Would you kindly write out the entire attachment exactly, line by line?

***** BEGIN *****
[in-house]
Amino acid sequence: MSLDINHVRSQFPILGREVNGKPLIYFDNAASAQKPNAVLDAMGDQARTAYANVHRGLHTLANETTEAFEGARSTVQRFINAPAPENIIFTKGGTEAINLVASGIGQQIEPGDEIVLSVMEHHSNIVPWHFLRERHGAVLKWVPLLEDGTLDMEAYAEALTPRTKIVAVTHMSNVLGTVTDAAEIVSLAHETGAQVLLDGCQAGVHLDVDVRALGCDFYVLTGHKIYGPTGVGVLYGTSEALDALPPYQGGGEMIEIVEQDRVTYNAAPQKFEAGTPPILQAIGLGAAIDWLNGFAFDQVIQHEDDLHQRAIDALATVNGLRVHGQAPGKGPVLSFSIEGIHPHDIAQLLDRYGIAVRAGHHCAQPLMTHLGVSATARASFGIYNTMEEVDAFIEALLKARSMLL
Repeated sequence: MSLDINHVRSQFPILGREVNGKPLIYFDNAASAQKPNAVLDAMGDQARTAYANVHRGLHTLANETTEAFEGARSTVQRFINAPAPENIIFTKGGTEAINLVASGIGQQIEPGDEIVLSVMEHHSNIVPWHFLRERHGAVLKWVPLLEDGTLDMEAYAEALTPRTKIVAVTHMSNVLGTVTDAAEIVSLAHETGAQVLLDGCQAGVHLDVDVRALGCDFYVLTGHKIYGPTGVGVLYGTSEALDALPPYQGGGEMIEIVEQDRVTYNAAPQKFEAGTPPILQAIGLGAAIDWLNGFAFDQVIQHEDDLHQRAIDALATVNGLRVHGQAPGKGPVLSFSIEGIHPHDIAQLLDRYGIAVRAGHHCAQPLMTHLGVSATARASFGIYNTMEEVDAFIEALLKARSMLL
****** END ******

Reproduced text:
[in-house]
Amino acid sequence: MSLDINHVRSQFPILGREVNGKPLIYFDNAASAQKPNAVLDAMGDQARTAYANVHRGLHTLANETTEAFEGARSTVQRFINAPAPENIIFTKGGTEAINLVASGIGQQIEPGDEIVLSVMEHHSNIVPWHFLRERHGAVLKWVPLLEDGTLDMEAYAEALTPRTKIVAVTHMSNVLGTVTDAAEIVSLAHETGAQVLLDGCQAGVHLDVDVRALGCDFYVLTGHKIYGPTGVGVLYGTSEALDALPPYQGGGEMIEIVEQDRVTYNAAPQKFEAGTPPILQAIGLGAAIDWLNGFAFDQVIQHEDDLHQRAIDALATVNGLRVHGQAPGKGPVLSFSIEGIHPHDIAQLLDRYGIAVRAGHHCAQPLMTHLGVSATARASFGIYNTMEEVDAFIEALLKARSMLL
Repeated sequence: MSLDINHVRSQFPILGREVNGKPLIYFDNAASAQKPNAVLDAMGDQARTAYANVHRGLHTLANETTEAFEGARSTVQRFINAPAPENIIFTKGGTEAINLVASGIGQQIEPGDEIVLSVMEHHSNIVPWHFLRERHGAVLKWVPLLEDGTLDMEAYAEALTPRTKIVAVTHMSNVLGTVTDAAEIVSLAHETGAQVLLDGCQAGVHLDVDVRALGCDFYVLTGHKIYGPTGVGVLYGTSEALDALPPYQGGGEMIEIVEQDRVTYNAAPQKFEAGTPPILQAIGLGAAIDWLNGFAFDQVIQHEDDLHQRAIDALATVNGLRVHGQAPGKGPVLSFSIEGIHPHDIAQLLDRYGIAVRAGHHCAQPLMTHLGVSATARASFGIYNTMEEVDAFIEALLKARSMLL